Truth be told,the job of a vascular surgeon is not the most pleasant job that there is to be found out there. But,for vascular surgeon Richard Kimble(Harrison Ford),life could be better. This is due to Richard Kimble being a rich,successful,and respected vascular surgeon. On top of that,Richard Kimble has a beautiful wife with whom he has a loving relationship with,Helen (Sela Ward). This has made Richard Kimble's life perfect,and given Kimble what most people dream for/of.
But,one night,everything perfect and wonderful in the life of Richard Kimble suddenly comes to an end. This is when Richard Kimble comes home,only to discover that his beloved Helen is being murdered by a man with a prosthetic arm. And then,before Richard Kimble knows it,he is falsely convicted for the murder of his wife. The result? Kimble being sentenced to Death Row.
However,one night,a stroke of "fate" steps in for Richard Kimble. This stroke of "fate" allows Richard Kimble to escape imprisonment,and allows Kimble to return to Chicago(his hometown)to solve the murder of his wife. Richard Kimble has several loyal,trusted and respected friends/colleagues. Because of this,Kimble has a very strong chance at solving the murder of his wife,and bringing the people who are responsible for it to justice. But,the Chicago Police and the United States Marshals have a tight watch over Richard Kimble. This complicates Kimble trying to solve the murder of his wife and bringing the people who are responsible for it to justice. On top of that? The man leading the case against Richard Kimble is Samuel Gerard(Tommy Lee Jones),a United States Marshal who's determination and obsession in finding Richard Kimble is aided by his intelligence.
The only things that will tell who is able to win the whole "case" between Richard Kimble and his friends/colleagues and Samuel Gerard and his team of United States Marshals,alongside the Chicago Police Department? Time,decisions,and intelligence.
The script for "The Fugitive" is a bit unarranged,and could have been easily fixed by director Andrew Davis before its release. But,other than that,"The Fugitive" is a well-written film and adaptation. Based off of a 1960's television series created by the late Roy Huggins (RIP),"The Fugitive" succeeds in taking the television show that it based off of,and keeping several elements of the show,remaining true and original without recycling the show. There are a lot of original elements to "The Fugitive",which helps it out a lot,at the same time. And,despite the fact that the script for "The Fugitive" happens to be a bit unarranged,it does a good job at documenting Richard Kimble trying to solve the murder of his wife,and the case being lead against Kimble. The way that everything leads up to another is perfectly arranged. At the same time,"The Fugitive" successfully takes crime drama,action,and plenty of chemistry,alongside a small amount of humor,and blending it all together in one.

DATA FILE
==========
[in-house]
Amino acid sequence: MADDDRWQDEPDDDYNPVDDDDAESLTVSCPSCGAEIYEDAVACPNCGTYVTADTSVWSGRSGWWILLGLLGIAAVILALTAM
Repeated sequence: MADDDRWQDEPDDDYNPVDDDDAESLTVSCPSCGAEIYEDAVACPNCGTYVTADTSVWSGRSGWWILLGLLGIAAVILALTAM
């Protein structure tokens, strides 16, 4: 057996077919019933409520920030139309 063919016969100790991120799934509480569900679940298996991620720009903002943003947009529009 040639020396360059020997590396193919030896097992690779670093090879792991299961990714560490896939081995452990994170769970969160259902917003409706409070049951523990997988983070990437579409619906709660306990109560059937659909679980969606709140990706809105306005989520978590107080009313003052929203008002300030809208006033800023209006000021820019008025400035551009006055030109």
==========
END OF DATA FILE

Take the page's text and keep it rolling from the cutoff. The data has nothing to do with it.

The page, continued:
There are also a lot of strong performances that are to be found in "The Fugitive". In Harrison Ford's performance as Richard Kimble,Ford turns in a richly executed performance. This is by Harrison Ford understanding how his character of Richard Kimble is feeling,and bringing Kimble's feelings to life. The beauty of it? Harrison Ford's performance as Richard Kimble does not find Ford portraying Kimble as a big,tough guy who's enemies better look out for themselves. Harrison Ford's performance as Richard Kimble paints a picture of Kimble as a smart and laid-back man,who is just trying to solve his wife's murder and bring the people responsible for it to justice. What makes this performance tick is viewers seeing that Richard Kimble is no tough guy whatsoever--letting the plot and script have an interesting and creative "twist" to them. In Tommy Lee Jones's performances as Samuel Gerard,Jones understands how Gerard feels about the case of Richard Kimble,and Gerard's determination and obsession to find Kimble,alongside the intelligence of Gerard. This keeps "The Fugitive" moving along well at a well-structured and constructed pace. It helps viewers of "The Fugitive" clearly know and understand the two sides of the story. Anytime a scene in "The Fugitive" calls for humor out of Tommy Lee Jones' performance of Samuel Gerard,Jones takes the humor and brings it to life,allowing the humor to be worthwhile and viewers of "The Fugitive" have a few laughs. All of these elements all work not only being blended together,but also for the scenes in this film that feature both Harrison Ford and Tommy Lee Jones and the scenes with action (the action here is well-mixed in with the script;it is fitting and suitable,but does not push itself a mile to being an action film,on behalf of the way it is arranged in the script for "The Fugitive" and the performances in the scene with the action).
It is also worth noting that even though you will only find Sela Ward through a small half of "The Fugitive",Ward's performance as Helen Kimble is one of the film's highlights. Why? In Sela Ward's performance as Helen Kimble,Ward puts a good amount of compassion into her scenes,and even though very little,emotion when it is called for (You'll know what I mean.....). Sela Ward's performance of Helen Kimble contribute to "The Fugitive" being as good and successful as it turned out to be. It also succeeds in allowing viewers of "The Fugitive" know how Richard Kimble feels as they watch Richard solve Helen's murder. All of this allows "The Fugitive" to fully come together,and be the good and successful film that it turned out to be.
Overall,whether you have or have not watched the television show that "The Fugitive" is based off of,if you enjoy crime drama films and enjoy a film with a good cast and good acting (most of the cast here is obscure,but they are all great actors who are perfect in their roles here),"The Fugitive" is the film is for you.
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